Thursday, 6 April 2017

Life (2017) - Sci-fi Horror Film Review

People have been saying that Life is the best Sci-Fi horror since Aliens and after watching it I would agree, not that there have been too many of note over the years. The original Alien has been stated to be a direct influence on this and it really shows with the plot being in a way almost identical in a broad sense, though stuck into a modern setting rather than the far flung future. Of course this can't be said to be a better film than Alien, personally I have never rated that one too much, though it has been decades since I last checked it out.

A team of scientists are aboard the International Space Station awaiting the return of a probe which had headed to Mars to collect soil samples. When they start analysing the findings they are shocked to discover a dormant alien life form. This life form is so small it is invisible to the naked eye, yet a huge deal is made back on Earth with the being lovingly named 'Calvin'. After managing to reanimate this creature it quickly begins to grow in size until soon it has little tentacles. However an accident occurs which results in one of the scientists getting attacked and the creature escaping from the lab it was contained in. With the creature continuing to grow and getting more intelligent the crew are faced with the task of killing it, however Calvin is seemingly indestructible, and is determined to kill everyone on the I.S.S and escape to Earth where it will be unstoppable...

It was impressive how entertaining Life was, the whole film takes place in the cramped confines of the station and the plot mostly revolves around the crew trying to kill or contain the space octopus like creature. In a way I was reminded of the video game Dead Space with all the bad things that keep occurring to the poor people trapped on board. On the one hand the location did get slightly samey as the film progressed, yet on the flip side the fact that these people are trapped in such a small space with a murderous alien (that due to it's octopus like body is able to squeeze through the smallest gaps) makes for a pretty scary film, after all it's not like they can just go outside to escape it, they are totally and utterly trapped with something which wants them to be very dead.

Over the decades there have been some classic horror film endings such as The Wickerman, Halloween, Carrie etc, and to that list I would add Life. The ending was pure perfection, the directing was amazing, the editing was amazing, the music was amazing, it all combined for an unforgettable end that reduced me to staring in disbelief, literal tears of fear streaming down my face! That ending blew me away and I would almost say it was worth watching for that alone, certainly in my top 10 horror film endings. So of the creature itself; as I said Calvin (I love how even by the final act the scientists are still referring to this evil alien as 'Calvin') resembles a space octopus, slightly translucent and with very strong tentacles which it uses to climb around the station, and to wrap around it's victims. It never really gets much bigger than a small dog and so there is no contrast with Alien in that regards, there is no man in a rubber monster suit walking around. Also the whole film takes place in zero gravity which I don't think I have ever seen when it comes to horror.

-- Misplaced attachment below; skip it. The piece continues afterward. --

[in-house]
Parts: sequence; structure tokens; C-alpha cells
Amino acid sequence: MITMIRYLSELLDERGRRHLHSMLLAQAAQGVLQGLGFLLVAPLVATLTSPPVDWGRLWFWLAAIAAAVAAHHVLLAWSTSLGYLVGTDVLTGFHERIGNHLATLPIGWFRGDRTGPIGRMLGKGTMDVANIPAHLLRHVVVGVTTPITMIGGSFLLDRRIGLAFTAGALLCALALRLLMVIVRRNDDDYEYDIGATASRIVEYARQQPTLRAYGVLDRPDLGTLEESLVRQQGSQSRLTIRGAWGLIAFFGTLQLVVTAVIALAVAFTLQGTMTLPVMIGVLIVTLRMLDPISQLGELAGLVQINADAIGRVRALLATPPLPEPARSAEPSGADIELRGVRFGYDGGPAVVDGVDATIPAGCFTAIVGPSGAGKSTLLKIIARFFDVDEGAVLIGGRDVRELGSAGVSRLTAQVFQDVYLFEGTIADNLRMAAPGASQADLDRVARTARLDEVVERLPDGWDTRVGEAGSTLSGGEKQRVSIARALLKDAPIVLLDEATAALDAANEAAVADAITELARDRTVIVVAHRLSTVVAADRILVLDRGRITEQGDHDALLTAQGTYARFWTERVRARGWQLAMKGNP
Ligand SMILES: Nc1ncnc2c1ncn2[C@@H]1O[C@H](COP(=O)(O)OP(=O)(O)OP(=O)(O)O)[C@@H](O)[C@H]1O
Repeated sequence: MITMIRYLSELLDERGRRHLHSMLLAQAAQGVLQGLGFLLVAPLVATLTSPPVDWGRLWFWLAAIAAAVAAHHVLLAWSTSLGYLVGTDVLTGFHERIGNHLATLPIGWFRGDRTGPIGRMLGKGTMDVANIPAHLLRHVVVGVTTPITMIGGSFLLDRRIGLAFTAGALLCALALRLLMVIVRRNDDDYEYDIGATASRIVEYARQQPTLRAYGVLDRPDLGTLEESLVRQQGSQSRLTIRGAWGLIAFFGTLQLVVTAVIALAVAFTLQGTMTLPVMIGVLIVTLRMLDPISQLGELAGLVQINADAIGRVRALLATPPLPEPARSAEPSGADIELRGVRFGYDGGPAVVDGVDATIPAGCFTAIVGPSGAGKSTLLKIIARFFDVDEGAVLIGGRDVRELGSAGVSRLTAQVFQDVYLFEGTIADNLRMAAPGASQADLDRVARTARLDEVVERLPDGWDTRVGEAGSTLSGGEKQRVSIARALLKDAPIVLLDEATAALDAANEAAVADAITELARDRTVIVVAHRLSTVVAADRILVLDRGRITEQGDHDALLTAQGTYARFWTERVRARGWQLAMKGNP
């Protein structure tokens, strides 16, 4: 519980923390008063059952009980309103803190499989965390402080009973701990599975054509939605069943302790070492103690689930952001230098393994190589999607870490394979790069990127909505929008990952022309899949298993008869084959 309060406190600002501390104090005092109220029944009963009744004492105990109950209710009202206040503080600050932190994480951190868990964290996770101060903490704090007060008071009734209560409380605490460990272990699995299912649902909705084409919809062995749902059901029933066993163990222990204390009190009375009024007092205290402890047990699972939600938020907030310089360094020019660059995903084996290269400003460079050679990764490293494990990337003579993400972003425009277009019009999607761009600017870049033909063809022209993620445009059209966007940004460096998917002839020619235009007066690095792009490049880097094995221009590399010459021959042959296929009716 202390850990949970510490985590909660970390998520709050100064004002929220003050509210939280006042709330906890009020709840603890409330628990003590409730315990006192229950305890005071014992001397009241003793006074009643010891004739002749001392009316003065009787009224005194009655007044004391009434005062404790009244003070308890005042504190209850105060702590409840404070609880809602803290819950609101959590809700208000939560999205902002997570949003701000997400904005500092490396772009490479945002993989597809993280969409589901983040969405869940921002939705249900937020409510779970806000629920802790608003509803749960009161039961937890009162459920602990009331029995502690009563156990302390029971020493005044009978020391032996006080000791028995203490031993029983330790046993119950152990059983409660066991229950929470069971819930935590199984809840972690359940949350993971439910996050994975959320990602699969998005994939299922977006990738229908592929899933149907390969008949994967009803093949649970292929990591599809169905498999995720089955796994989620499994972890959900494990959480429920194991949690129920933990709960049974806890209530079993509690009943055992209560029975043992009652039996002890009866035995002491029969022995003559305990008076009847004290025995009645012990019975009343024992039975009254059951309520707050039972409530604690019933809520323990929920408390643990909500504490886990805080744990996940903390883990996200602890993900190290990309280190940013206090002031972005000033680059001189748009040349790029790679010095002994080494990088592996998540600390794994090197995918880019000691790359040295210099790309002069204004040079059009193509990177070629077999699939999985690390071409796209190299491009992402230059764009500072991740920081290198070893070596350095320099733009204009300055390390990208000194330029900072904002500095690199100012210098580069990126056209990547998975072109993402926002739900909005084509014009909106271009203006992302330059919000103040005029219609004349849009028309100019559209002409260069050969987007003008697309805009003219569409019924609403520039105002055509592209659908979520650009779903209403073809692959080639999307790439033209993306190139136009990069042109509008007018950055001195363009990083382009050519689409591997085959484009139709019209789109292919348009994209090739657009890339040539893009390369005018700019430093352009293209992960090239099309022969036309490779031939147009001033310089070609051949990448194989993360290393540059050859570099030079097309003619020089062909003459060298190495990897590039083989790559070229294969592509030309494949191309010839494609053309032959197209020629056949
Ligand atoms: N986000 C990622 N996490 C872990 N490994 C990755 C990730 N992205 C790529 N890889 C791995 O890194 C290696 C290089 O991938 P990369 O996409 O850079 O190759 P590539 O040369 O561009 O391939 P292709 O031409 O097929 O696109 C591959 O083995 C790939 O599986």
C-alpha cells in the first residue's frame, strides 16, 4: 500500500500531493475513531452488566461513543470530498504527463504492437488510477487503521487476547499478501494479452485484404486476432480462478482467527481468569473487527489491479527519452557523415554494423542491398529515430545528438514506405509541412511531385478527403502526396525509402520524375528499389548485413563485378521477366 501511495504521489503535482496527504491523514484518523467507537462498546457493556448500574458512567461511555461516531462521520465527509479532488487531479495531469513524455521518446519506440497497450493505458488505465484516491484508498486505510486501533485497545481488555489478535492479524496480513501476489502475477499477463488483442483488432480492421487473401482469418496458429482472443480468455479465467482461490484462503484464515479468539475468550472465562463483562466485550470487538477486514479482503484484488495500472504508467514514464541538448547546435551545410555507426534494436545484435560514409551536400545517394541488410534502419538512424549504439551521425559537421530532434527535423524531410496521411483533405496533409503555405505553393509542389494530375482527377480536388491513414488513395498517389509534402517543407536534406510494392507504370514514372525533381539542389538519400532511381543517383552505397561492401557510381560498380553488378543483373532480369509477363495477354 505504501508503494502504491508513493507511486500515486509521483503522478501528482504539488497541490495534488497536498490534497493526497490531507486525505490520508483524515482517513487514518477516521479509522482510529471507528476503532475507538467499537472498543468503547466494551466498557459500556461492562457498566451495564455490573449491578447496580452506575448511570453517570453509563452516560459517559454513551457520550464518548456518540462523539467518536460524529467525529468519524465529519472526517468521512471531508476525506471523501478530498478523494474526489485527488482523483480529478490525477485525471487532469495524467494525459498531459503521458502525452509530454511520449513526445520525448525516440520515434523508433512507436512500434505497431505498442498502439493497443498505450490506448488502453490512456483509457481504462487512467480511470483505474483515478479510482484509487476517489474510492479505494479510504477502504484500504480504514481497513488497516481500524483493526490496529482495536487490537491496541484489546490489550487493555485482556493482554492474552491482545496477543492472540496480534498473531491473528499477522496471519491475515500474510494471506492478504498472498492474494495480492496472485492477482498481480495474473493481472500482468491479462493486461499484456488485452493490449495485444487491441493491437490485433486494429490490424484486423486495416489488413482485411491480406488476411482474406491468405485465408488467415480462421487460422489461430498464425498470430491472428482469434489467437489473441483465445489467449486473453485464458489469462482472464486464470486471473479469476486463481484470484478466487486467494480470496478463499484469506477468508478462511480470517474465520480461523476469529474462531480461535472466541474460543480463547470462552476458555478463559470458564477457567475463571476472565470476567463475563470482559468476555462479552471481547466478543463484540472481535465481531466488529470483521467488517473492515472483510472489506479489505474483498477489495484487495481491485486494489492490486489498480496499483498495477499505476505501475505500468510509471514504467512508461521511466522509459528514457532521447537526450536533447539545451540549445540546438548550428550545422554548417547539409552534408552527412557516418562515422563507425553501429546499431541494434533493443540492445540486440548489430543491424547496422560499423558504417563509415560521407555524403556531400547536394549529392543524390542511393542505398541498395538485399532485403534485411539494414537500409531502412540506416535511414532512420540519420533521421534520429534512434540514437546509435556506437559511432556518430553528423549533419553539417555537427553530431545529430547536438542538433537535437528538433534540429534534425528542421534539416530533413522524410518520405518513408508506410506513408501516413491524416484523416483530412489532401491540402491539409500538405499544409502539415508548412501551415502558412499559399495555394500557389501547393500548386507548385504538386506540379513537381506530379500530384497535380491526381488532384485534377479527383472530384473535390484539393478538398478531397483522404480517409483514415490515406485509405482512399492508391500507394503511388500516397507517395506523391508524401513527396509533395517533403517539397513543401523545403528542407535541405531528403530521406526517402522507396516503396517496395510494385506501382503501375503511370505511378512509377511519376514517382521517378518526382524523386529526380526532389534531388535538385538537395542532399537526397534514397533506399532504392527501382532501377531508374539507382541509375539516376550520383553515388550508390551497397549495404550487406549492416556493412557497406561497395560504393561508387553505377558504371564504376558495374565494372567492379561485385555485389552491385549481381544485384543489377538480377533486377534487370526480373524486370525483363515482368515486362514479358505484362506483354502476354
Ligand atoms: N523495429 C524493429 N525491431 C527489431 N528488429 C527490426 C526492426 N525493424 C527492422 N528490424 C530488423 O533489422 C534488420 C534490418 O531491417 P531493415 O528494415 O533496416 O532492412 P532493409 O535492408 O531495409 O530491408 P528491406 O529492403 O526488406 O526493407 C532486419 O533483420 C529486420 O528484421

The cast do a good job, for me there was no character who really stood out but there also no duds. Ryan Reynolds isn't bad, Ariyon Bakare was decent, Rebecca Ferguson was believable too. These characters are all meant to be relate-able people though rather than heroic types. The main character is David Jordan who was played by Jake Gyllenhaal, now is it just me or does he increasingly look like Steve Carell as he gets older? To my shame I spent the entire film thinking it was Carell, I kept thinking how weird it was that the boss of the American version of The Office was up in space fighting an alien, did actually get a bit distracting! The trailer made Life look like it was going to be a straight Sci-Fi film, but this is straight up Sci-Fi horror. Sometimes you can see a film and it only really grasps at the external roots of the genre it is meant to be a part of, here though there is no doubting what this is. It follows the pattern of the crew slowly getting picked off one by one which leads to a variety of novel deaths. Being in zero gravity this leads to some great blood effects as it all floats out of people rather than the traditional flowing liquid. There was also a death by drowning in a spacesuit that was leaking coolant that was something I had never seen before. With everyone floating around the effects were pretty good, though I found at times stuff happening in the distance was hard to make out exactly what was going on.

I love films set in space anyway, that is the one place I would want to go over any other, and so I enjoy them in general, but the beautiful location mixed with horror is just perfect. Well it's not totally perfect due to slight boredom at times, characters making baffling decisions, and a weird vibe of the technology on the station meaning despite a modern day look this was actually set in the future, even if one not too many decades away. If your after a decent Sci-Fi horror then look no further than Life, and love that brilliant ending.


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